19. Learned Counsel also urged that the Chief Justice acting under Clause 14 is a 'persona designata' and, therefore, anything said about him while acting in that capacity should not constitute subject-matter of contempt proceedings. We are once again unable to agree. A persona designata is a person selected to act in his private capacity and not in his capacity as a Judge. He is a person pointed out or described as an individual as,opposed to a person ascertained as a member of a class, or as filling a particular character. Maharaja Dharmendra Prasad Singh v. State of U. P : AIR1969All484 ; Ram Chandra Rao v. State of Madras AIR 1962 Andh Pra 58 and Ram Milan v. Banshi Lal : AIR1958MP203 . A perusal of the Amalgamation Order would show that it provided for amalgamation of the two Courts into one Court and for the transacting of business therein. Reference to the Chief Justice can be found in the Amalgamation Order at more than one place. Thereafter in Clause 14 it is stated that the Chief Justice can nominate two or more Judges to sit at Lucknow in order to exercise jurisdiction in respect of the case arising in such cases of Oudh as the Chief Justice may direct. The power so conferred on the Chief Justice was conferred on him as Chief Justice of the Court and not as an individual in his private capacity. It can therefore by no means be accepted that the Chief Justice while acting under Clause 14 of the Amalgamation Order acts as a persona designata. The contention raised by learned Counsel must therefore be rejected without, dilating any further on the subject.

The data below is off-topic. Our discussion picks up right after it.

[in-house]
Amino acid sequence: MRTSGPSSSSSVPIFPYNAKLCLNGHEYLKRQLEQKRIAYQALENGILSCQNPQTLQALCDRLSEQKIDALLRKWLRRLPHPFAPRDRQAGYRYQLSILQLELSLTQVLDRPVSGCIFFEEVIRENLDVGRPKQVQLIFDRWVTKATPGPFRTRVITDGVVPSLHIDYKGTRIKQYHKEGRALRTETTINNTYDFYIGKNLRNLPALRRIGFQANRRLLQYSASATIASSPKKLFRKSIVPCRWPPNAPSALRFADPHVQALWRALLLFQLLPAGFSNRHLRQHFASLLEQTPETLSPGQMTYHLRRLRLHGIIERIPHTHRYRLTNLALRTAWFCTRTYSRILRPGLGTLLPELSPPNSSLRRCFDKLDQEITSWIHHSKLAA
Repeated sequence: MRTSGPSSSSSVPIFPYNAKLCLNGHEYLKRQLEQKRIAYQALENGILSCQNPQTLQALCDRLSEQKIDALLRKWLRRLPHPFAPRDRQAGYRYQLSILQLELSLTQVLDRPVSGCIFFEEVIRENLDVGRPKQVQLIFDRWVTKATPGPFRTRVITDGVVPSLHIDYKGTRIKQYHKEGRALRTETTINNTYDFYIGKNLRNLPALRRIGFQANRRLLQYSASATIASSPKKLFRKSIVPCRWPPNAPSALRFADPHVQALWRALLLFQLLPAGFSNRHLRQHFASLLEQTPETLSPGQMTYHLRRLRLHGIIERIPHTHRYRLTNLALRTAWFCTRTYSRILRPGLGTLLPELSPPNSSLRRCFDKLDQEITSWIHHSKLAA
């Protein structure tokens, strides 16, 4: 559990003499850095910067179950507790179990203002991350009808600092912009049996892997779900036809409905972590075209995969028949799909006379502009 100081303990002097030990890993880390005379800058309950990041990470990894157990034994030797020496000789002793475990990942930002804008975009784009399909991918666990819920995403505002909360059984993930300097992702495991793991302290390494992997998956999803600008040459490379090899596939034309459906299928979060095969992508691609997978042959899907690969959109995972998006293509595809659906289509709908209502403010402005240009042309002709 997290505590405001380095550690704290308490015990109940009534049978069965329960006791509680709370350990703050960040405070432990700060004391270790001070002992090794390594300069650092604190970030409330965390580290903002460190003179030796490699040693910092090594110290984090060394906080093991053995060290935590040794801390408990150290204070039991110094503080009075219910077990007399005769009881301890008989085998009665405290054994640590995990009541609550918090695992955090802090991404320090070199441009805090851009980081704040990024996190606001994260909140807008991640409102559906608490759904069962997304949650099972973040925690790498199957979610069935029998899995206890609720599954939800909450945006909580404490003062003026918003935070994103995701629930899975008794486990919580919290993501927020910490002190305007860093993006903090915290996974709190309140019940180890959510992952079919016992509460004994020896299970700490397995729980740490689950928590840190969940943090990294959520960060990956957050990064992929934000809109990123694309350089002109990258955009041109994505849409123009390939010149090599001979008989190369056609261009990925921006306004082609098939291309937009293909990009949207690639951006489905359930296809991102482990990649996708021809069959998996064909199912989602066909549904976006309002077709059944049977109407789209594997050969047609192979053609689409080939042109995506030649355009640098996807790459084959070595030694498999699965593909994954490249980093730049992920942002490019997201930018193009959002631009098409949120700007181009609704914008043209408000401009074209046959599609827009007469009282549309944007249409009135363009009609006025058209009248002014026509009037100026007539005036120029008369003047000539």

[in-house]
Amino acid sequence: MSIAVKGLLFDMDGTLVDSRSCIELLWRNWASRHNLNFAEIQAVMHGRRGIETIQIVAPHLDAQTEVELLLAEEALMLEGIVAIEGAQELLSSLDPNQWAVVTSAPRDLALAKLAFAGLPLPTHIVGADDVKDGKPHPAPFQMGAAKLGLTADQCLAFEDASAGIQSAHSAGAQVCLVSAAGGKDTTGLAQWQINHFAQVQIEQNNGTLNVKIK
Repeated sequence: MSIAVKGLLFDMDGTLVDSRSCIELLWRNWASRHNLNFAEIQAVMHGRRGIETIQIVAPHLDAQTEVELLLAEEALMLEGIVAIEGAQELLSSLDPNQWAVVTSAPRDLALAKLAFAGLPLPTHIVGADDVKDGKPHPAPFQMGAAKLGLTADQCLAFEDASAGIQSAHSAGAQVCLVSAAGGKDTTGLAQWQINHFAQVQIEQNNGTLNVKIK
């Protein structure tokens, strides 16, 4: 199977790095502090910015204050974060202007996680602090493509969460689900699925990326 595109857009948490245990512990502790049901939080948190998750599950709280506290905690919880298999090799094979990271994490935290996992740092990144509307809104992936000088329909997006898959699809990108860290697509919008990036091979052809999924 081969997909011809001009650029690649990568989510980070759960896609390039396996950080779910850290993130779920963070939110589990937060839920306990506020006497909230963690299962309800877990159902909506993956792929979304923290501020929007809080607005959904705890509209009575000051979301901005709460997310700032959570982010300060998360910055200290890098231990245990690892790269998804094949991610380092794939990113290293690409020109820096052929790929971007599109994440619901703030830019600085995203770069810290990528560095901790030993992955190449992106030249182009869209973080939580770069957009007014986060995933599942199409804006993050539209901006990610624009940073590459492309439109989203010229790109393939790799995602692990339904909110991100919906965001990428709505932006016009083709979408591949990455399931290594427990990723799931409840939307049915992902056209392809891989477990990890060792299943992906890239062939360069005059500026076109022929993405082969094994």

20. Learned Counsel argued that since the Chief Justice, before issuing notification under Clause 14, had talks with the members of the Bar at Luck-now and at Allahabad it should be presumed that he was acting in his private capacity and not as Chief Justice. In fact an application was also moved before us praying that Sri S. K. Verma the then Chief Justice, may be summoned to appear before this Court so that he could be cross-examined on the point as to in what capacity did he act while talking to the members of the Bar at Lucknow and at Allahabad. The argument was, however, not at all understandable to us. Obviously no person other than the Chief Justice could issue a notification under Clause 14 of the Amalgamation Order. There is no controversy before us about the fact that Mr. S. K. Verma held the office of the Chief Justice during the period in question. Merely because he had a talk with the members of the Bar at Lucknow and Allahabad before taking action under Clause 14 it can by no means be said that he was acting in any capacity other than that of the Chief Justice. The above-mentioned application moved on behalf of O. P. No. 1 was rejected by us for that reason and we have no hesitation in rejecting this argument also on the same ground.